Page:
So from Dec. 15 on, Ho-Sang played in the AHL, with his final NHL numbers coming out to be 22 games, two goals and 10 assists. At the AHL level, Ho-Sang played 50 games and had eight goals and 31 points. His 23 assists were second on the Sound Tigers and overall, his 31 points were sixth on the team.
While in the NHL his 12 points in 22 games was 0.55 points per game which is equivalent to 45 points over an 82 games season. 45 points would’ve been sixth on the team, a team that lacked offense from their bottom-six. You could argue that Ho-Sang wouldn’t have maintained that pace but I’d argue he could’ve done even better.
So what’s the problem? Why didn’t Ho-Sang stay up with the big club?
Yes, he had a bad game every once in awhile but he hasn’t even played enough games to be considered a rookie. Also, as he points out in an interview with Arthur Staple of The Athletic, the Islanders were one of the worst defensive teams of this decade, how could it all be his fault.
“I know they’re working hard. But I got sent down for defence and what are they in goals against in the NHL? I only played (22) games up there this year. I don’t think it’s my fault. They really painted it like it was my fault at the beginning of the year and I didn’t like that.”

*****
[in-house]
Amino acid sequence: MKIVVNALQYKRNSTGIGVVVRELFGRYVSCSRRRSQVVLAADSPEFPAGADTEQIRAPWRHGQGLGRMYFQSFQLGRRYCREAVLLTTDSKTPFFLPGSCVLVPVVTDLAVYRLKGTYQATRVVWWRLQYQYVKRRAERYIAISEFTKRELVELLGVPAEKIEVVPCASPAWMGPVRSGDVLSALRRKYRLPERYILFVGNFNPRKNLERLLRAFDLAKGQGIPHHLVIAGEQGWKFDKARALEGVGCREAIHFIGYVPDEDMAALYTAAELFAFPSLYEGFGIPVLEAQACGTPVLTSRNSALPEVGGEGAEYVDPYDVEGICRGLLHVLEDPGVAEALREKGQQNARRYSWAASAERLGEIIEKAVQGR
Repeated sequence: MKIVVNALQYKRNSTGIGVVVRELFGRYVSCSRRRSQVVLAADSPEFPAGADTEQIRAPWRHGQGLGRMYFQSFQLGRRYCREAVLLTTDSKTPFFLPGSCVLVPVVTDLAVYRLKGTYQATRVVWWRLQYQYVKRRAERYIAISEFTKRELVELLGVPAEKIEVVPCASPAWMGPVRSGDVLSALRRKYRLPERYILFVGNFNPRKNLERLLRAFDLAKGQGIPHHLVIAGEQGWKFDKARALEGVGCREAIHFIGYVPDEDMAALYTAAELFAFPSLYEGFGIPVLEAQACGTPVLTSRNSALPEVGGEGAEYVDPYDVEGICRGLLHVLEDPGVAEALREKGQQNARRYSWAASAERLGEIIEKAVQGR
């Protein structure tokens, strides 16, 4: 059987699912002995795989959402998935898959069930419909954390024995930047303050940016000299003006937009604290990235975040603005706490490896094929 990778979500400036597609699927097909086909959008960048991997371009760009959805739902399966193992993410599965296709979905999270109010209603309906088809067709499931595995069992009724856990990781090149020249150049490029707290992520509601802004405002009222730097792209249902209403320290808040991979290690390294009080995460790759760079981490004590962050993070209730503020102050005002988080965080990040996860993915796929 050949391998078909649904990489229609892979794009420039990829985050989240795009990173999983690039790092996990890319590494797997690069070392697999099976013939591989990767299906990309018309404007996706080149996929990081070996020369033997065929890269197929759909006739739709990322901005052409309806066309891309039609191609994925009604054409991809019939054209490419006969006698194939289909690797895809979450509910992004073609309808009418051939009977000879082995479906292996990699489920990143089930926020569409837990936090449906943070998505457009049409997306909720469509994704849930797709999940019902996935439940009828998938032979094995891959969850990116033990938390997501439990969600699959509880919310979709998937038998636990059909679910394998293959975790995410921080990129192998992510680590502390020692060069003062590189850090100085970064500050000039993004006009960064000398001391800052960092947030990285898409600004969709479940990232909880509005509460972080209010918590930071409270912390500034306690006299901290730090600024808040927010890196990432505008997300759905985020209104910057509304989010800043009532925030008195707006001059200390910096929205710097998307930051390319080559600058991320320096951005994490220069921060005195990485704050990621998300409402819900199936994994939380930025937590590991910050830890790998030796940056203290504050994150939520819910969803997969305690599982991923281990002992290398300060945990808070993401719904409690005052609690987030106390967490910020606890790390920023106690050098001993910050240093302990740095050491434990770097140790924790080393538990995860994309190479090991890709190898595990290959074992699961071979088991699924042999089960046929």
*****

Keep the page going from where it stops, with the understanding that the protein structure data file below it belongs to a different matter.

It seems as if Ho-Sang and the Islanders management don’t see eye-to-eye. The Islanders organization likes to throw the word accountability around a lot but as Ho-Sang also mentions in the interview, it really appeared as if he was the only one being held accountable.
“There were some comments about me when I wasn’t in the NHL, so I wasn’t affecting the team, but they were focused on my defence and my turnovers when… Look, if you’re going to send me down because of defence, it’d be nice to see other people be held accountable. That’s all.”
Two years into Josh Ho-Sang’s professional career, the question now arises: Is it time for the New York Islanders-Josh Ho-Sang relationship to come to an end?
Ho-Sang has one more year on his entry-level contract and for any team interested in a low-risk, high-reward project, Ho-Sang could definitely be it.
His raw offensive talent should be enough for any team to take a chance on him if the price is right. Who’s a good trade partner and what could the Isles get in return? Two teams come to mind right away.
The first team is the San Jose Sharks and they are in an interesting situation. When they made the Stanley Cup Final in 2016, many said it was their last chance for a while: Their core was aging, injury-plagued players, etc. However, they have done a good job maintaining a competitive team as demonstrated by a trip to the second-round in this year’s playoffs. They also have a lot of cap space (more than $14 million not including the expected salary cap increase according to CapFriendly) and even if they do re-sign Trade Deadline acquisition Evander Kane, they still might have what it takes to go after John Tavares if he hits Free Agency.